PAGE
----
In an opinion piece for the Wall Street Journal, Sen. Joe Manchin (D-W.Va.) has come out squarely against Sen. Bernie Sanders’s (I-Vt.) expansive budget resolution. Manchin’s opposition puts the bill—which President Biden considers an integral part of his “build back better” agenda—in grave danger of failure in the Senate.
The budget resolution advanced to the House just before the Senate left for their August recess, and it is one of the most ambitious and widest-reaching pieces of legislation since the New Deal. Some of its provisions include billions to fund a path to citizenship for millions of illegal aliens, government-paid childcare, pre-K, and community college education, funding for federal housing, and what Sanders called an “extremely aggressive” policy to move the United States away from fossil fuels, among many others. To finance the $3.5 trillion plan, Democrats would raise taxes on corporations and the wealthy to some of the highest levels in the world.
The House met in an emergency session on Aug. 24 to consider the resolution after a weeks-long stalemate between moderate and progressive elements in the lower chamber. To end this stalemate, Speaker of the House Nancy Pelosi (D-Calif.) made an impromptu agreement with moderates the morning of the emergency session. That evening, Democrats unanimously voted to advance the resolution to relevant committees to be drafted into legislation.
Now, Democratic leadership in both chambers is in a desperate round-the-clock struggle to finish drafting the legislation in a way that will appeal to both chambers of Congress. Because of continued division in the House, this must be finished before Sept. 27 if the budget bill and Senate-passed infrastructure bill are to get through the House.
To pass through the Senate, Democrats will need to be entirely unified behind the bill to pass it by a thin 51–50 vote.
This unity was first imperiled when Sen. Kyrsten Sinema (D-Ariz.) stated publicly that she opposed the bill. Regarding moves in the House to advance the resolution, a spokesman for the senator said, “Proceedings in the U.S. House will have no impact on Kyrsten’s views about what is best for our country—including the fact that she will not support a budget reconciliation bill that costs $3.5 trillion.”
Manchin had also expressed concerns about the legislation in interviews and on Twitter but did not come out resolutely against the bill until his op-ed Thursday.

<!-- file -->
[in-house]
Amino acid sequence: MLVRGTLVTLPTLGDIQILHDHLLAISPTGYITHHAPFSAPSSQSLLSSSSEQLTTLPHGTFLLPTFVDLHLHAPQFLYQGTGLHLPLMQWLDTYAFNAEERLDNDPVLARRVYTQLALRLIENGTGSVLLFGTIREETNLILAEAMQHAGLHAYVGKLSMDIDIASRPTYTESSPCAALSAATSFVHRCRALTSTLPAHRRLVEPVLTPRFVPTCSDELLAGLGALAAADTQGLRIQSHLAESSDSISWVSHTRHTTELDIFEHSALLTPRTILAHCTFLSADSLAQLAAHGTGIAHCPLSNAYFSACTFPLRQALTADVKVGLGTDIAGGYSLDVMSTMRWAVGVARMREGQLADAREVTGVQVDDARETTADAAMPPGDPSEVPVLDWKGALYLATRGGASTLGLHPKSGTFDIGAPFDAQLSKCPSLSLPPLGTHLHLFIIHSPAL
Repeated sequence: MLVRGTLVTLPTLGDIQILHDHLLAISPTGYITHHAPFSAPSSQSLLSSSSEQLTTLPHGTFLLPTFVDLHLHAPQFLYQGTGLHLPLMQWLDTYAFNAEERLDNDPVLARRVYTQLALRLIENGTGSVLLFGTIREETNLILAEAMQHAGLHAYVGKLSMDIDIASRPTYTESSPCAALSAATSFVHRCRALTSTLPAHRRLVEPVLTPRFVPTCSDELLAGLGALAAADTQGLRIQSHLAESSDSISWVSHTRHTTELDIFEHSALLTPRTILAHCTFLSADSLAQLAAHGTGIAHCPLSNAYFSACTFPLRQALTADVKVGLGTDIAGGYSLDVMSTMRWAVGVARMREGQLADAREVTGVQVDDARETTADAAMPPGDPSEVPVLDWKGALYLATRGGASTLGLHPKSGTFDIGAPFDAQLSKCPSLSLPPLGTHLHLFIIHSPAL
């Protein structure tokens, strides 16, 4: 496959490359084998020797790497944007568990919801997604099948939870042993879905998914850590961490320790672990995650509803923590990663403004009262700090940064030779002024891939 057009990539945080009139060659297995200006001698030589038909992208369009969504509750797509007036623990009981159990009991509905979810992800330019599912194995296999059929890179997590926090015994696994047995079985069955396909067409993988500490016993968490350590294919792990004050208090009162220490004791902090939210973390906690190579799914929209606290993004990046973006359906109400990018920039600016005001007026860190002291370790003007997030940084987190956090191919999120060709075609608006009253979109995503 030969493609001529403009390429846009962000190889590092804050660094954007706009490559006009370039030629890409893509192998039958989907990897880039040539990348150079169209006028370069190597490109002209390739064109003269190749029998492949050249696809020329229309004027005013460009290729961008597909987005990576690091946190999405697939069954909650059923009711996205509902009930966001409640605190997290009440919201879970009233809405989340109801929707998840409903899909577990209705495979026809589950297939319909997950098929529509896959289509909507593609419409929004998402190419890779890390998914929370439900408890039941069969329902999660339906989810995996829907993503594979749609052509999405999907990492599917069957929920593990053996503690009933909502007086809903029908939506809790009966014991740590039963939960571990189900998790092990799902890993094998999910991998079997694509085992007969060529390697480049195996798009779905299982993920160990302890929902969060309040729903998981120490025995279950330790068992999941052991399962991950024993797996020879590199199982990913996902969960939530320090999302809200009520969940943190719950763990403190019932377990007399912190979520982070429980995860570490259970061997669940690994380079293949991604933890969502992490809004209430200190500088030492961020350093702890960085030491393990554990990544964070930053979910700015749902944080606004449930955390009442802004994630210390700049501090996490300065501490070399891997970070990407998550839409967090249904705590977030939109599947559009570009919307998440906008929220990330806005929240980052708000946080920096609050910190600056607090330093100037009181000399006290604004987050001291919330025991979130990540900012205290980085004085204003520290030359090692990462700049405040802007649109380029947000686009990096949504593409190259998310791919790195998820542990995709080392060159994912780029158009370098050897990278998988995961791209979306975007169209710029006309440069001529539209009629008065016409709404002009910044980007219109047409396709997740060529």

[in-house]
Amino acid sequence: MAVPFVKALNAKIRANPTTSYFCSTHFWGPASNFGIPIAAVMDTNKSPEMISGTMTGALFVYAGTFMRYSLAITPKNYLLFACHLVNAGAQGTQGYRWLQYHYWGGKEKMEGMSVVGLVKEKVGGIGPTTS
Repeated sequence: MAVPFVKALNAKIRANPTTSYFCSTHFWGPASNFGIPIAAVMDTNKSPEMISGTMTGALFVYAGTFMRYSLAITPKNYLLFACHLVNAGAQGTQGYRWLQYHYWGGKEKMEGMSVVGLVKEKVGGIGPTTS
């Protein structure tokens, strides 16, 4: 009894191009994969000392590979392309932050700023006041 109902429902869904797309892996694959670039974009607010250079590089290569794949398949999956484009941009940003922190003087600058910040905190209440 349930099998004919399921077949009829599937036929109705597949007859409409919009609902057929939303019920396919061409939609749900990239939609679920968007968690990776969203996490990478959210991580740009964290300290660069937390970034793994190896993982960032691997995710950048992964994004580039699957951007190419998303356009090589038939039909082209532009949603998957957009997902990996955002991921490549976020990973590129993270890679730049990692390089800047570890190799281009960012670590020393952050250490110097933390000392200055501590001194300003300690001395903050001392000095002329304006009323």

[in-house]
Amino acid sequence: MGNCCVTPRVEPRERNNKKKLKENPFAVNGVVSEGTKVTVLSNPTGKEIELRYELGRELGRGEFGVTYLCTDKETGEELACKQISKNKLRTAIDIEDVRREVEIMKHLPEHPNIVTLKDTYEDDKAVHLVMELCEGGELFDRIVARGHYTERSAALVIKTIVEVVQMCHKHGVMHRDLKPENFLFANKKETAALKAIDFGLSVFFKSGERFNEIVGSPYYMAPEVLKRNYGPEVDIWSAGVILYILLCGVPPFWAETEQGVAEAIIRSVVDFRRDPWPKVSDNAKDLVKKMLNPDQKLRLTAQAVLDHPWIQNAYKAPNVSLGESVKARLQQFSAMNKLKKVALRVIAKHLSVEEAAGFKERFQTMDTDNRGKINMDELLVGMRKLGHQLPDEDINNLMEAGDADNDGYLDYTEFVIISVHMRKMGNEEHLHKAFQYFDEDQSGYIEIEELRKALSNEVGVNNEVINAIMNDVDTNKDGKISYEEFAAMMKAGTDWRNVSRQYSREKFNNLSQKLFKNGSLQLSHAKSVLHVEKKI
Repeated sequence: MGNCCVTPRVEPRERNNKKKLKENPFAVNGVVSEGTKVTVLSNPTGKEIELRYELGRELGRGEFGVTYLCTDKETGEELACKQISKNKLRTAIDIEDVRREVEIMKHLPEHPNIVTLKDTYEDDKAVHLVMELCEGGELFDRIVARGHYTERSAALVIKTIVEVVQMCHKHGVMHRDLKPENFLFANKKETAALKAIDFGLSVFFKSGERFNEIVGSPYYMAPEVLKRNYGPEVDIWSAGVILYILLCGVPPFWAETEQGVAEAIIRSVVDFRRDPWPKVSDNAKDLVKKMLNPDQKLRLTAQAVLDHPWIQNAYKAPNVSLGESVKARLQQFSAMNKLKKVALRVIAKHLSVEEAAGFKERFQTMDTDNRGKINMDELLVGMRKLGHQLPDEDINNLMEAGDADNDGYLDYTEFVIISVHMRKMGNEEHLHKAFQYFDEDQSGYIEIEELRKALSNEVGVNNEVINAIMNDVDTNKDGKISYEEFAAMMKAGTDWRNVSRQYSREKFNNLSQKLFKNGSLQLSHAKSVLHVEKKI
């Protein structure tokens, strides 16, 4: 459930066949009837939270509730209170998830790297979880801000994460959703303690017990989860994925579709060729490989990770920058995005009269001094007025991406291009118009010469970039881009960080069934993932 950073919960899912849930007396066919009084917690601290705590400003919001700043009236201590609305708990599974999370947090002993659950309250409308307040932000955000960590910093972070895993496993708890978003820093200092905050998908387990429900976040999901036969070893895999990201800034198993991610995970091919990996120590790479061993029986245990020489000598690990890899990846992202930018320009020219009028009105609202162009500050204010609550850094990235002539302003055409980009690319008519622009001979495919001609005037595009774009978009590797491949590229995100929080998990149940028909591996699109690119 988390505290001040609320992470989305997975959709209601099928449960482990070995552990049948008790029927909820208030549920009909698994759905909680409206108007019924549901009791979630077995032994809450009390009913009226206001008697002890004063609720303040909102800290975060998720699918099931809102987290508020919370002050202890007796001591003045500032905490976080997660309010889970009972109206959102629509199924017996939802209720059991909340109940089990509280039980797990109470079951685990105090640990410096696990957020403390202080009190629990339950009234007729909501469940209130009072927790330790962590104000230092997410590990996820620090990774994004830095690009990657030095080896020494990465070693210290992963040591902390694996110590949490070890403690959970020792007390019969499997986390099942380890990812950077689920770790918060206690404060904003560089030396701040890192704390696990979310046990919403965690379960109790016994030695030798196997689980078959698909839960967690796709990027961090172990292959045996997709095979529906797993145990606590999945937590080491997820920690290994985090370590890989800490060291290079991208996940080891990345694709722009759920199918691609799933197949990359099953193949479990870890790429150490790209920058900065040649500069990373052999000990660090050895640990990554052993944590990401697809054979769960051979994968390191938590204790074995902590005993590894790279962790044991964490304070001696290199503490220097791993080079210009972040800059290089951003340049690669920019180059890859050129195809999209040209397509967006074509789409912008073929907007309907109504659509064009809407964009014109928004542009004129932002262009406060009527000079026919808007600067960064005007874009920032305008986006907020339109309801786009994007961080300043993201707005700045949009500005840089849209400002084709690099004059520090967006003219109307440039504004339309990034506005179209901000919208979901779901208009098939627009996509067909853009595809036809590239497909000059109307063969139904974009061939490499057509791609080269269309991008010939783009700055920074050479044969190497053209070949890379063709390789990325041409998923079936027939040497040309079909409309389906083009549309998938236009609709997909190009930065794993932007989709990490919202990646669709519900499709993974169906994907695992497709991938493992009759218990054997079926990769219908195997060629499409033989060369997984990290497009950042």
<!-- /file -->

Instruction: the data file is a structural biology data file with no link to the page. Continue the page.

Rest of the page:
Manchin wrote: “some in Congress have a strange belief there is an infinite supply of money to deal with any current or future crisis, and that spending trillions upon trillions will have no negative consequence for the future. I disagree.”
He criticized the reckless spending of his colleagues, saying that it was creating a new “inflation tax” on all Americans.
He discussed serious concerns about the national debt as well, which has ballooned to well over $28 trillion. Manchin says that now is not the right time for the resolution after the government has already “spent more than $5 trillion responding to the coronavirus pandemic.”
He criticized his colleagues’ nonchalance towards this record-spending: “Now Democratic congressional leaders propose to pass the largest single spending bill in history with no regard to rising inflation, crippling debt or the inevitability of future crises. Ignoring the fiscal consequences of our policy choices will create a disastrous future for the next generation of Americans.”
He explained his reasoning for this, saying that these funds should be held for true emergency situations like a severe mutation of the CCP virus in the future, a financial crisis like the Great Recession, or a major terrorist attack.
“Another reason to pause,” wrote Manchin, is to “allow for a complete reporting and analysis of the implications a multitrillion-dollar bill will have for this generation and the next.” He said that congressional committees should take time to work out “what we should fund, and what we simply cannot afford.”
In light of these concerns, writes Manchin, “I, for one, won’t support a $3.5 trillion bill, or anywhere near that level of additional spending, without greater clarity about why Congress chooses to ignore the serious effects inflation and debt have on existing government programs.”
Manchin concluded the piece with this warning: “At a time of intense political and policy divisions, it would serve us well to remember that members of Congress swear allegiance to this nation and fidelity to its Constitution, not to a political party. By placing a strategic pause on this budgetary proposal, by significantly reducing the size of any possible reconciliation bill to only what America can afford and needs to spend, we can and will build a better and stronger nation for all our families.”
Manchin’s opposition to the legislation puts a serious difficulty before Democratic leaders. Because the legislation is being drafted through the budget reconciliation process, it can avoid a filibuster and be passed by a simple majority.
Democrats just barely have that simple majority, controlling 50 seats plus the vote of the vice president. But without Manchin and Sinema’s full support, the bill will be easily defeated 48–52.
If Democrats hope to pass the legislation, it is now critical that leaders in the party reach an agreement with these two moderates; because of their opposition to the price tag rather than to the contents of the bill, any such agreement would likely involve trillions in spending be cut from the bill—a move that would doubtless anger progressives.
This is not Democrats’ only challenge, as they also prepare for an impending party-line battle over raising the debt ceiling and as Louisiana requests emergency assistance from the federal government to deal with the aftermath of Hurricane Ida.
For now, congressional leadership faces an impasse to the president’s ambitious agenda.
Masooma Haq contributed to this report.